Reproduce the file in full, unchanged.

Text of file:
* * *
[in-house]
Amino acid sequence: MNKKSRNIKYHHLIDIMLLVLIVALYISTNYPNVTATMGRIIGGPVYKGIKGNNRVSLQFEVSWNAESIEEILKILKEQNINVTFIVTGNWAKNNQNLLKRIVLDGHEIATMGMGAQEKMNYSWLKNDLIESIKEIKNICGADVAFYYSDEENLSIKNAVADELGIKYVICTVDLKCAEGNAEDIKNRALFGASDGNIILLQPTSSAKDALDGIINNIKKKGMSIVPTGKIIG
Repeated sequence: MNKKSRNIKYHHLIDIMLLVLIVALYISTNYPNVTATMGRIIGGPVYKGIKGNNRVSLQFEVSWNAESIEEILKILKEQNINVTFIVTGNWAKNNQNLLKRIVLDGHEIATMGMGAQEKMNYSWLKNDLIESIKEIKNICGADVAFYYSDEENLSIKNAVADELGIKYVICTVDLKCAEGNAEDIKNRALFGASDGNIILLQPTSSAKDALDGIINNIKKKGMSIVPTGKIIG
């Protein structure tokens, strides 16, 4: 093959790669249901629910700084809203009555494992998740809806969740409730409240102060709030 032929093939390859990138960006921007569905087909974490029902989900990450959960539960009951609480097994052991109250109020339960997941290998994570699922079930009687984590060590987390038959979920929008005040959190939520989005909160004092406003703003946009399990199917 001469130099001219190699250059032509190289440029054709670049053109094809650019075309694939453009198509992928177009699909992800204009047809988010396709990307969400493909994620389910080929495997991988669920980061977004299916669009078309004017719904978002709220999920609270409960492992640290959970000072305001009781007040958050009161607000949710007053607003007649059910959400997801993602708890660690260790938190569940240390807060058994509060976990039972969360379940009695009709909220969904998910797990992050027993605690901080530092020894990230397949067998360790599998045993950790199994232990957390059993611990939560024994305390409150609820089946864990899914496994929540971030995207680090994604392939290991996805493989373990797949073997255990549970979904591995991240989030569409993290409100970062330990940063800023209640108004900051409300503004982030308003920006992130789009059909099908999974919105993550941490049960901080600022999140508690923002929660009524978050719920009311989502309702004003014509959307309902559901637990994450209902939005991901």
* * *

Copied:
[in-house]
Amino acid sequence: MNKKSRNIKYHHLIDIMLLVLIVALYISTNYPNVTATMGRIIGGPVYKGIKGNNRVSLQFEVSWNAESIEEILKILKEQNINVTFIVTGNWAKNNQNLLKRIVLDGHEIATMGMGAQEKMNYSWLKNDLIESIKEIKNICGADVAFYYSDEENLSIKNAVADELGIKYVICTVDLKCAEGNAEDIKNRALFGASDGNIILLQPTSSAKDALDGIINNIKKKGMSIVPTGKIIG
Repeated sequence: MNKKSRNIKYHHLIDIMLLVLIVALYISTNYPNVTATMGRIIGGPVYKGIKGNNRVSLQFEVSWNAESIEEILKILKEQNINVTFIVTGNWAKNNQNLLKRIVLDGHEIATMGMGAQEKMNYSWLKNDLIESIKEIKNICGADVAFYYSDEENLSIKNAVADELGIKYVICTVDLKCAEGNAEDIKNRALFGASDGNIILLQPTSSAKDALDGIINNIKKKGMSIVPTGKIIG
């Protein structure tokens, strides 16, 4: 093959790669249901629910700084809203009555494992998740809806969740409730409240102060709030 032929093939390859990138960006921007569905087909974490029902989900990450959960539960009951609480097994052991109250109020339960997941290998994570699922079930009687984590060590987390038959979920929008005040959190939520989005909160004092406003703003946009399990199917 001469130099001219190699250059032509190289440029054709670049053109094809650019075309694939453009198509992928177009699909992800204009047809988010396709990307969400493909994620389910080929495997991988669920980061977004299916669009078309004017719904978002709220999920609270409960492992640290959970000072305001009781007040958050009161607000949710007053607003007649059910959400997801993602708890660690260790938190569940240390807060058994509060976990039972969360379940009695009709909220969904998910797990992050027993605690901080530092020894990230397949067998360790599998045993950790199994232990957390059993611990939560024994305390409150609820089946864990899914496994929540971030995207680090994604392939290991996805493989373990797949073997255990549970979904591995991240989030569409993290409100970062330990940063800023209640108004900051409300503004982030308003920006992130789009059909099908999974919105993550941490049960901080600022999140508690923002929660009524978050719920009311989502309702004003014509959307309902559901637990994450209902939005991901």